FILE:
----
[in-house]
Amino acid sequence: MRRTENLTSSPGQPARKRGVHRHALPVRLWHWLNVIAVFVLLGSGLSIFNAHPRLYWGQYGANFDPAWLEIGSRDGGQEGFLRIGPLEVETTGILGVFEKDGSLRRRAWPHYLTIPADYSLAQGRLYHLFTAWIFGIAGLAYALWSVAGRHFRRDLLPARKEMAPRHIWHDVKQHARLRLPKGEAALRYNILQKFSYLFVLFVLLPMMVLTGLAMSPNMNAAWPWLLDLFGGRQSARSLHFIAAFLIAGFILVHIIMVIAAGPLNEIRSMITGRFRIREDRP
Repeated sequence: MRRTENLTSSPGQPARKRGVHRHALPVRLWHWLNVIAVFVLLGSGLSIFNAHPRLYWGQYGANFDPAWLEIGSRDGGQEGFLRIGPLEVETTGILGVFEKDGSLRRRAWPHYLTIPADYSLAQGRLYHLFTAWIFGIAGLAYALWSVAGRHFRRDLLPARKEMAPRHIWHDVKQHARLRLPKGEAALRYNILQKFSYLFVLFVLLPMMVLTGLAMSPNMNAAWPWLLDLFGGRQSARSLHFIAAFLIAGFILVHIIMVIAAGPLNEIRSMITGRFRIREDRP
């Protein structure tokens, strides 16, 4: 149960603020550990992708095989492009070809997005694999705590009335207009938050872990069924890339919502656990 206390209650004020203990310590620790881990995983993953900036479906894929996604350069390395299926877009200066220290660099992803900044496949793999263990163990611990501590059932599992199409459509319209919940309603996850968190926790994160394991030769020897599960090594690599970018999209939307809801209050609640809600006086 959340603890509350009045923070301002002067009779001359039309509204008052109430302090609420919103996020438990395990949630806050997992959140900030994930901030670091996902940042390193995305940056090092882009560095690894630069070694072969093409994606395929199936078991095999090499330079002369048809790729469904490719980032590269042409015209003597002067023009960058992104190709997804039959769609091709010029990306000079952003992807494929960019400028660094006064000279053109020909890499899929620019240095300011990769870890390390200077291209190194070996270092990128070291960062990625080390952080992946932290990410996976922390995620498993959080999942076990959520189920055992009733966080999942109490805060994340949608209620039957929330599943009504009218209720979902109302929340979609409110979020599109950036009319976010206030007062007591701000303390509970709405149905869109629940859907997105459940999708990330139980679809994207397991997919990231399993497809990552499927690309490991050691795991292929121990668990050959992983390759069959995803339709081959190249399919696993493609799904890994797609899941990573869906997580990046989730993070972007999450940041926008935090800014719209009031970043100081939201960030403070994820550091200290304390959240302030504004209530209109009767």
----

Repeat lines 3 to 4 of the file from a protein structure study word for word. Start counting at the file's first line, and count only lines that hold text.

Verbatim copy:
Repeated sequence: MRRTENLTSSPGQPARKRGVHRHALPVRLWHWLNVIAVFVLLGSGLSIFNAHPRLYWGQYGANFDPAWLEIGSRDGGQEGFLRIGPLEVETTGILGVFEKDGSLRRRAWPHYLTIPADYSLAQGRLYHLFTAWIFGIAGLAYALWSVAGRHFRRDLLPARKEMAPRHIWHDVKQHARLRLPKGEAALRYNILQKFSYLFVLFVLLPMMVLTGLAMSPNMNAAWPWLLDLFGGRQSARSLHFIAAFLIAGFILVHIIMVIAAGPLNEIRSMITGRFRIREDRP
């Protein structure tokens, strides 16, 4: 149960603020550990992708095989492009070809997005694999705590009335207009938050872990069924890339919502656990 206390209650004020203990310590620790881990995983993953900036479906894929996604350069390395299926877009200066220290660099992803900044496949793999263990163990611990501590059932599992199409459509319209919940309603996850968190926790994160394991030769020897599960090594690599970018999209939307809801209050609640809600006086 959340603890509350009045923070301002002067009779001359039309509204008052109430302090609420919103996020438990395990949630806050997992959140900030994930901030670091996902940042390193995305940056090092882009560095690894630069070694072969093409994606395929199936078991095999090499330079002369048809790729469904490719980032590269042409015209003597002067023009960058992104190709997804039959769609091709010029990306000079952003992807494929960019400028660094006064000279053109020909890499899929620019240095300011990769870890390390200077291209190194070996270092990128070291960062990625080390952080992946932290990410996976922390995620498993959080999942076990959520189920055992009733966080999942109490805060994340949608209620039957929330599943009504009218209720979902109302929340979609409110979020599109950036009319976010206030007062007591701000303390509970709405149905869109629940859907997105459940999708990330139980679809994207397991997919990231399993497809990552499927690309490991050691795991292929121990668990050959992983390759069959995803339709081959190249399919696993493609799904890994797609899941990573869906997580990046989730993070972007999450940041926008935090800014719209009031970043100081939201960030403070994820550091200290304390959240302030504004209530209109009767």